Challenges faced by small and medium enterprises in Kenya


  Kiambu straw berry farmers (Kisberry)

Small and Medium enterprises popularly known as SMEs are engines of growth, vital to most economies. Research suggests that micro businesses and SMEs account for 95 percent of firms in most countries, create jobs, contribute to GDP, aid industrial development, satisfy local demand for services, innovate and support large firms with inputs and services.

In Africa, SMEs create 80 percent of employment, establishes a new middle class and stimulates the demand for new goods and services. The region is set to have a decline in economic growth with less than 3 percent average growth forecast for 2017. Nevertheless, pockets of countries in Africa, mainly non-resource intensive countries such as Côte d’Ivoire, Ethiopia, Kenya and Senegal, are foreseen to continue to grow at more than 6 percent.

According to the IMF, growth in these countries has been supported by infrastructure investment efforts and strong private consumption. Many African countries are turning to entrepreneurs to support future growth. With entrepreneurship playing a vital role in the development of a vibrant and formal small business-sized sector, there is much scope for SMEs to support African growth.

In Kenya, SMEs play a key role in economic development and job creation. In 2014, 80 percent of jobs created were dominated by these enterprises. The term micro and small enterprises (MSEs) or micro, small and medium enterprises (MSMEs), is used to refer to SMEs in Kenya and under the Micro and Small Enterprise Act of 2012, micro enterprises have a maximum annual turnover of KES 500,000 and employ less than 10 people.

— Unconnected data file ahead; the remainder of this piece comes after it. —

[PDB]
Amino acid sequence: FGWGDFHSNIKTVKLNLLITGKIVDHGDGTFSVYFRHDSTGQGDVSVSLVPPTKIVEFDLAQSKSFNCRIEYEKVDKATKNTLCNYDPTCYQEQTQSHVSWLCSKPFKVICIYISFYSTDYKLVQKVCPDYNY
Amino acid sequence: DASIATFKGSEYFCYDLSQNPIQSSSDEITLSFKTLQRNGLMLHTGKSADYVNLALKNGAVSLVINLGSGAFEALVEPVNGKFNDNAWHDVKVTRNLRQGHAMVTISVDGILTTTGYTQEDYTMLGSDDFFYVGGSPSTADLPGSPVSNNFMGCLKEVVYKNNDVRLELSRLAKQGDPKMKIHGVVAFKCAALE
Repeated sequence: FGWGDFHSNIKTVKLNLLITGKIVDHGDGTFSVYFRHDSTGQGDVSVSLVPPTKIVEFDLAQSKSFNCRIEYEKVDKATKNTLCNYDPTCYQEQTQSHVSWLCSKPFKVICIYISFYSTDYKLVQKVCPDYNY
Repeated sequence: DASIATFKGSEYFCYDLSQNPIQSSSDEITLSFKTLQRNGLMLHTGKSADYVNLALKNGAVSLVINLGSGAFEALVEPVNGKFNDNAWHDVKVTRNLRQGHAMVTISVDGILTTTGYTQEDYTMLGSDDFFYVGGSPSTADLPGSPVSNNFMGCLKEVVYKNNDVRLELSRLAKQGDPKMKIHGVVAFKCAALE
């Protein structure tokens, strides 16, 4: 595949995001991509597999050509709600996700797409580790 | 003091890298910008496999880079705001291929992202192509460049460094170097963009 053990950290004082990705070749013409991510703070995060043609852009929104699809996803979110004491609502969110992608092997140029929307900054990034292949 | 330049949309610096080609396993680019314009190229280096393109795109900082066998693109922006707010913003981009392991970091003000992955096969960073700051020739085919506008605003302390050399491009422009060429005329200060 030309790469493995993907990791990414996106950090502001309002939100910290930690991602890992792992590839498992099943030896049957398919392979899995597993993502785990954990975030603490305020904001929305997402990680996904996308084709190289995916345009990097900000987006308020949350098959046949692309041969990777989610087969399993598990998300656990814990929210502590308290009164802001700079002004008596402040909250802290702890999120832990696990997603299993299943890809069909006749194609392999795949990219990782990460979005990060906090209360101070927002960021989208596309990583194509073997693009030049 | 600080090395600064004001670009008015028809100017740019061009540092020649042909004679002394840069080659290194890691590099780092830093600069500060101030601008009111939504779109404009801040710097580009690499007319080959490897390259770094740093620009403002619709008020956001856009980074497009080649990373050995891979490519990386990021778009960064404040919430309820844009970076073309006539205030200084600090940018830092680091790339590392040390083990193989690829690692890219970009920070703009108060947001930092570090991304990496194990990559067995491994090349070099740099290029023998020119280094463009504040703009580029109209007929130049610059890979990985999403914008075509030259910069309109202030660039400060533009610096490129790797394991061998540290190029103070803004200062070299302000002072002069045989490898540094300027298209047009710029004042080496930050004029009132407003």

Small enterprises have between KES 500,000 and 5 million annual turnover and employ 10-49 people. However, medium enterprises are not covered under the act, but have been reported as comprising of enterprises with a turnover of between KES 5 million and 800 million and employing 50-99 employees.

Most SMEs fall under the informal sector and by extension, the term informal refers to people in self-employment or small-scale industries. The informal sector is estimated to constitute 98 percent of business in Kenya, contributing 30 percent of jobs and 3 percent of Kenya’s GDP. The government recognizes the role of the informal sector and seeks ways to integrate these businesses into the formal sector.

According to the 2017 Doing Business in Kenya report, the ease with which businesses can be registered has a bearing on the number of entrepreneurs who start businesses in the formal sector, leading to jobs and more government revenue. In Kenya, starting a business involves seven procedures, takes 22 days and costs 21.1 percent income per capita for both men and women. Although the country has generally made progress in making it easier to start a business, there are questions as to how easy starting a business is especially for SMEs.

Kenya stands to significantly benefit through integration and skills development of its large, yet unproductive, informal sector. Fortunately, Vision 2030 acknowledges the need to support the informal sector to raise productivity and distribution, jobs, owners’ incomes and public revenues. Vision 2030, the country’s development blueprint to transform Kenya into a newly industrializing middle-income country, aims to increase annual GDP growth rates to an average of 10 percent.